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A proposed constitutional amendment that would implement a flat income tax has stalled in the Alabama Senate. A vote on the measure, titled the “The Simplified Flat Tax Act of 2015,” was postponed by a Senate budget committee after sponsor Sen. Bill Hightower asked for more time to work on the measure. The bill would implement a flat income tax and eliminate some exemptions, credits and deductions. Opponents of the bill, including the advocacy group Alabama Arise, note that the changes would reduce revenue for the Education Trust Fund by hundreds of millions of dollars, and that some of the credits and deductions eliminated would impact retirees and working families. Kimble Forrister, executive director of Alabama Arise, cited ITEP data showing the bill would benefit mainly the wealthy while hurting the poorest Alabamans. He told the committee that “Alabama can’t move forward as long as we have an outdated, upside down tax system.” Sen. Hightower wants to make the bill revenue neutral and prevent any tax hikes for low-income Alabamans.
A committee in the Connecticut General Assembly passed a bill that would raise revenues in the state. Members on the Finance Revenue and Bonding Committee voted to approve a tax package that increases personal income tax rates for the wealthy and broadens the sales tax base. The top marginal income tax rate would increase to 6.99 percent for individuals making $500,000 or more and joint filers making $1 million or more. The measure also creates a new supplemental tax on capital gains income of 2 percent for the same group. The state sales tax rate would be reduced from 6.35 to 5.35 percent, while the base would expand to include more services, including engineering, veterinary services, laundries and dry cleaners, golf courses, and accountants. The measure is expected to raise $1.7 billion over the next two fiscal years, and would reverse many of the deep cuts proposed in Gov. Dannel Malloy’s budget. The bill incorporates some of the progressive tax changes proposed by Connecticut Voices for Children, which incorporated ITEP analysis into their report.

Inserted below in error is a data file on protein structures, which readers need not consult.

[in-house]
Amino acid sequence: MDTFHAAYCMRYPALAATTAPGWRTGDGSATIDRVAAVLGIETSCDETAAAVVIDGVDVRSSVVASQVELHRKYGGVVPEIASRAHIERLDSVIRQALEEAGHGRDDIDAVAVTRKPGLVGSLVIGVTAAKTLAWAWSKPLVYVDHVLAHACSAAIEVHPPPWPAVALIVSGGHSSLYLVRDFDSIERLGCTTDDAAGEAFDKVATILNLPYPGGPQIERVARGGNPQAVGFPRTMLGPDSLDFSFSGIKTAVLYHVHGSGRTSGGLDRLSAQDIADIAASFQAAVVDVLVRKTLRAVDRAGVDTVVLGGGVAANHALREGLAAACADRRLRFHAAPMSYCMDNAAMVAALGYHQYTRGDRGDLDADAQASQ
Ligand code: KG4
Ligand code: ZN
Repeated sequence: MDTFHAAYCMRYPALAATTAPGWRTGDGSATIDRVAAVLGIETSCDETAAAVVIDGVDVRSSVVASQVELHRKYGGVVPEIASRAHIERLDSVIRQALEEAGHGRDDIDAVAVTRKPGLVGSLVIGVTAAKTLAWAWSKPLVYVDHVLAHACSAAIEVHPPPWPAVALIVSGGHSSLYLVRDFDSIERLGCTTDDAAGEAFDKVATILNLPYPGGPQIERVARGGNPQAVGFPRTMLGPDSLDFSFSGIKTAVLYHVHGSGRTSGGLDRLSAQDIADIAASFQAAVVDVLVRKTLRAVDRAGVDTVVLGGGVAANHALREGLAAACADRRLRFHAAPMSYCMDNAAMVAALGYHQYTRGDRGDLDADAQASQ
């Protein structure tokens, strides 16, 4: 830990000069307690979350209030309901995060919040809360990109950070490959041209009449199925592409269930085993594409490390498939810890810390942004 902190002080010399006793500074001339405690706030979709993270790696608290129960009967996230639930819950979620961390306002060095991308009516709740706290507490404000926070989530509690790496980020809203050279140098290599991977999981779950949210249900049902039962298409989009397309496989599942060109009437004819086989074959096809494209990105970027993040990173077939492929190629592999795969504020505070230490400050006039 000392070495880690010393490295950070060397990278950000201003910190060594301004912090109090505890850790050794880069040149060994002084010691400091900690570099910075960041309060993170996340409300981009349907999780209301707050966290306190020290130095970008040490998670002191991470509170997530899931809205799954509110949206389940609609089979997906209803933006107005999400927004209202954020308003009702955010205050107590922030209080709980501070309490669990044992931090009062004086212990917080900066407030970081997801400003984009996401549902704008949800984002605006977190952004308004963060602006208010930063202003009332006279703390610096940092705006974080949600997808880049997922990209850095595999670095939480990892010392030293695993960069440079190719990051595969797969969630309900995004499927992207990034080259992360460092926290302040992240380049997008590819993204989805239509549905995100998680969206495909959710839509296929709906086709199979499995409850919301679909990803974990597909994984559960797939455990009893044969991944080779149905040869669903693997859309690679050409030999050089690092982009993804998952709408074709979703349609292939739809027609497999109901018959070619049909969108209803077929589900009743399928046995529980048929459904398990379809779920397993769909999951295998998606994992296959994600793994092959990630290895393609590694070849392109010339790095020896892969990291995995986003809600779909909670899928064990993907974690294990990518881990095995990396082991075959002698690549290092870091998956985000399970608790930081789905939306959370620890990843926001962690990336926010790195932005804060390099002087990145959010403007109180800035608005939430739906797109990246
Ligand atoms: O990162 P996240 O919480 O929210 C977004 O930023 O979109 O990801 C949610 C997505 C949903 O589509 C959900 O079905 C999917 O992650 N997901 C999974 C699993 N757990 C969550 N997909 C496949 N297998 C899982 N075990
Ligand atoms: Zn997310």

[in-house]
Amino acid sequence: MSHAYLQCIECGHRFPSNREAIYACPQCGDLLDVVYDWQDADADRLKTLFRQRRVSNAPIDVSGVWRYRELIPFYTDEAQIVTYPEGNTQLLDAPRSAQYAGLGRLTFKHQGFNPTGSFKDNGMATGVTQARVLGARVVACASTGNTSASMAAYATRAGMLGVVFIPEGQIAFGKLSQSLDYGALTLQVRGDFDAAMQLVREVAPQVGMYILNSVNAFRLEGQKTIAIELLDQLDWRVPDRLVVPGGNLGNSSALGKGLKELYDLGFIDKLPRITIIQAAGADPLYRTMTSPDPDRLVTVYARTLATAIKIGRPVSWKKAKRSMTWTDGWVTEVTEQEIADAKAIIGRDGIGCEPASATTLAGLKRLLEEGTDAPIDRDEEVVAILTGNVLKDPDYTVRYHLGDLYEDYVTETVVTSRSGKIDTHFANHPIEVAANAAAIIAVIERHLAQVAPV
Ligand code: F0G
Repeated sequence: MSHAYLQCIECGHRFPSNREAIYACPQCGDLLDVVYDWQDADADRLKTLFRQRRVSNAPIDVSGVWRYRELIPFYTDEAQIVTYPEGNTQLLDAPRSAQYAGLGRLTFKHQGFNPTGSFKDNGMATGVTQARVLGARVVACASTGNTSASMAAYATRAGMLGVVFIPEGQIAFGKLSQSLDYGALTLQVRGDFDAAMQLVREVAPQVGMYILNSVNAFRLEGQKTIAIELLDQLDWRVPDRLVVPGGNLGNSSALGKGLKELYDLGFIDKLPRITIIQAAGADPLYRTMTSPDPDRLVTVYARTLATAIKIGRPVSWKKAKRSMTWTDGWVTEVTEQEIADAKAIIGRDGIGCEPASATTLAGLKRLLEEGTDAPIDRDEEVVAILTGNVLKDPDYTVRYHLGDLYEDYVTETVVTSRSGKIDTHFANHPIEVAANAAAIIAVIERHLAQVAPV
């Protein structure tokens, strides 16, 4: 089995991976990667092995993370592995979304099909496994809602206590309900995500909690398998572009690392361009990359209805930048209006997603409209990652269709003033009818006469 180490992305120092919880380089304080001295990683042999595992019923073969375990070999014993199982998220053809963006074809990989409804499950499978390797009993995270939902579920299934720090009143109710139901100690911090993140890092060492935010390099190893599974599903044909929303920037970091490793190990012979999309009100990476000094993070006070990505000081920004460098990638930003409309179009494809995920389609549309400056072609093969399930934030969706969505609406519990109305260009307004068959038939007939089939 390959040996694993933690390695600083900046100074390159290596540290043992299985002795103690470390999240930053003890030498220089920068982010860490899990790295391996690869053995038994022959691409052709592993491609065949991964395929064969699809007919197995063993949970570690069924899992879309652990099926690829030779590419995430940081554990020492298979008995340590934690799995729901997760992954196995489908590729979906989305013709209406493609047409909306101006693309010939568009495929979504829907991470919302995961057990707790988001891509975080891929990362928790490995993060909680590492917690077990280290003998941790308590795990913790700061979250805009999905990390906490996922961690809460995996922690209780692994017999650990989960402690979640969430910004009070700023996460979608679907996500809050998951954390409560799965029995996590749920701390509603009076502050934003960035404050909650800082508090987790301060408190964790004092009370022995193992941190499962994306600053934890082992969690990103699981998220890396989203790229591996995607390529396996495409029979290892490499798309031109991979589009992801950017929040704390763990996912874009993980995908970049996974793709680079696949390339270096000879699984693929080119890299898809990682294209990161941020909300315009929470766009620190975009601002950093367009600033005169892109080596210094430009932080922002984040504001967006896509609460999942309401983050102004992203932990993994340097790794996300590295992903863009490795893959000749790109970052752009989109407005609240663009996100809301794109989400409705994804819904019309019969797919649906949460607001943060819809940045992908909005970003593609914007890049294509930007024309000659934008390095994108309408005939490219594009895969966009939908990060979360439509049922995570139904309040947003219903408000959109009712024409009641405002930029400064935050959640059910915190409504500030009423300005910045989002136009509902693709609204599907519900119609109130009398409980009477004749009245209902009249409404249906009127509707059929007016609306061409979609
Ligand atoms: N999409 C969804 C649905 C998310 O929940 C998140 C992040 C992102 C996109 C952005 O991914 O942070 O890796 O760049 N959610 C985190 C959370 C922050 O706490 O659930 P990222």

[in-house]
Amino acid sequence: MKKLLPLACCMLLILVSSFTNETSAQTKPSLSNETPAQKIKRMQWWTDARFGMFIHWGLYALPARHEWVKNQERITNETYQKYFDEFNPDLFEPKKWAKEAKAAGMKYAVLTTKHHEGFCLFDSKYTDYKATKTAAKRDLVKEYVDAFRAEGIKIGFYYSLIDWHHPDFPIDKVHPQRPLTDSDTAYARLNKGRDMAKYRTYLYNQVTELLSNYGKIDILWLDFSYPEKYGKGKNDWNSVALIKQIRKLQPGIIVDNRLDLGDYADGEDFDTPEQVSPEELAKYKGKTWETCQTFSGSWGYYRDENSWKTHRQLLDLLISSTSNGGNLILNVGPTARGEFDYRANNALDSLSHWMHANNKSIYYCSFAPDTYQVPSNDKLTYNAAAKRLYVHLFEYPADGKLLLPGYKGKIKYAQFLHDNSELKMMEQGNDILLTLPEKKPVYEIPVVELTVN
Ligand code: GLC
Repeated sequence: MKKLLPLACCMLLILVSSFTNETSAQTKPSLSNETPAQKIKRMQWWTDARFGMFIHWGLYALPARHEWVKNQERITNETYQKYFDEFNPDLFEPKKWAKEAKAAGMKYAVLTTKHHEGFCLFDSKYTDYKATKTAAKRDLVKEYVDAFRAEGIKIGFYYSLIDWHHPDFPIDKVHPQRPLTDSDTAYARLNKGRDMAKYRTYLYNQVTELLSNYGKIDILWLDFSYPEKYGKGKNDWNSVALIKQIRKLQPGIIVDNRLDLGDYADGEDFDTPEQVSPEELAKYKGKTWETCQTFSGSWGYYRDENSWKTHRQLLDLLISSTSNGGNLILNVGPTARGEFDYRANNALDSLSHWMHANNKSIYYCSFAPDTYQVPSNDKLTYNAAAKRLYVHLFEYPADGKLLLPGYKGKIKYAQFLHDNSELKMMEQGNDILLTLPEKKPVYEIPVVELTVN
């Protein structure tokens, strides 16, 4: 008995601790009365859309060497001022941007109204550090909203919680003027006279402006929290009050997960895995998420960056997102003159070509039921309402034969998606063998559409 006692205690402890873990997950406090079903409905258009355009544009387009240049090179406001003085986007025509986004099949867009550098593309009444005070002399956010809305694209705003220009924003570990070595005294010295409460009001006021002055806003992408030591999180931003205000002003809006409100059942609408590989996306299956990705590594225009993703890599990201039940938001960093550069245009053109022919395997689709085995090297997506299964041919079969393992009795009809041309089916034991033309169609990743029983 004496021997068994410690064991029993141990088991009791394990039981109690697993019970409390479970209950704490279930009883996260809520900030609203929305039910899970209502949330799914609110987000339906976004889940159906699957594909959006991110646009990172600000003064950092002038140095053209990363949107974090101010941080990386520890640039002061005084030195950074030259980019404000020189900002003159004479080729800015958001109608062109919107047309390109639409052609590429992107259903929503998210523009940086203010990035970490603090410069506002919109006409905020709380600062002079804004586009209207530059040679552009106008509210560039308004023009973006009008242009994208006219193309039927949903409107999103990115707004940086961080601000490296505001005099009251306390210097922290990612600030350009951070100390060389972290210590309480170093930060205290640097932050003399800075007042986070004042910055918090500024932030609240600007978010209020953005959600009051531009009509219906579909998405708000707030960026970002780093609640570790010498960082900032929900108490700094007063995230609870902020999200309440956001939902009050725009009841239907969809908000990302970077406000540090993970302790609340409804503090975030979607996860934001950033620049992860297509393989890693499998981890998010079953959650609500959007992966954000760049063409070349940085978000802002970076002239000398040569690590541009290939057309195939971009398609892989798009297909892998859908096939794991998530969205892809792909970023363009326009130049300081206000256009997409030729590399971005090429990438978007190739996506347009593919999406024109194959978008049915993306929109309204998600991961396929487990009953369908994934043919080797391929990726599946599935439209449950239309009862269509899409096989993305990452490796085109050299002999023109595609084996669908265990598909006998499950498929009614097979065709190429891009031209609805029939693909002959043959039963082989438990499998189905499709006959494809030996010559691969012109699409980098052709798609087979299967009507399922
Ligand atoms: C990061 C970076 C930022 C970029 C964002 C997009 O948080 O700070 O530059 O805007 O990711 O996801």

Efforts to repeal the Hall Income Tax have failed again in Tennessee after the legislature failed to act on two repeal measures before the close of session. The Hall Tax is a 6 percent tax on income from stocks, bonds and dividends that is the state’s only tax on personal income. A significant portion of the revenues raised by the tax supports county and municipal governments. Opponents of the Hall tax won a small victory, however, as they succeeded in increasing the exemption allowed for citizens over the age of 55.
A measure to raise the sales tax in Iowa advanced out of a Senate subcommittee on Monday, while a parallel bill is being discussed in the House. Senate Bill 1272 would increase the sales tax by three-eighths of one percent to generate new revenue for natural resources and outdoor education – as much as $150 million annually, according to its sponsors. The bill has wide support, including “representatives of conservation, environmental, farm and outdoor recreation groups.”
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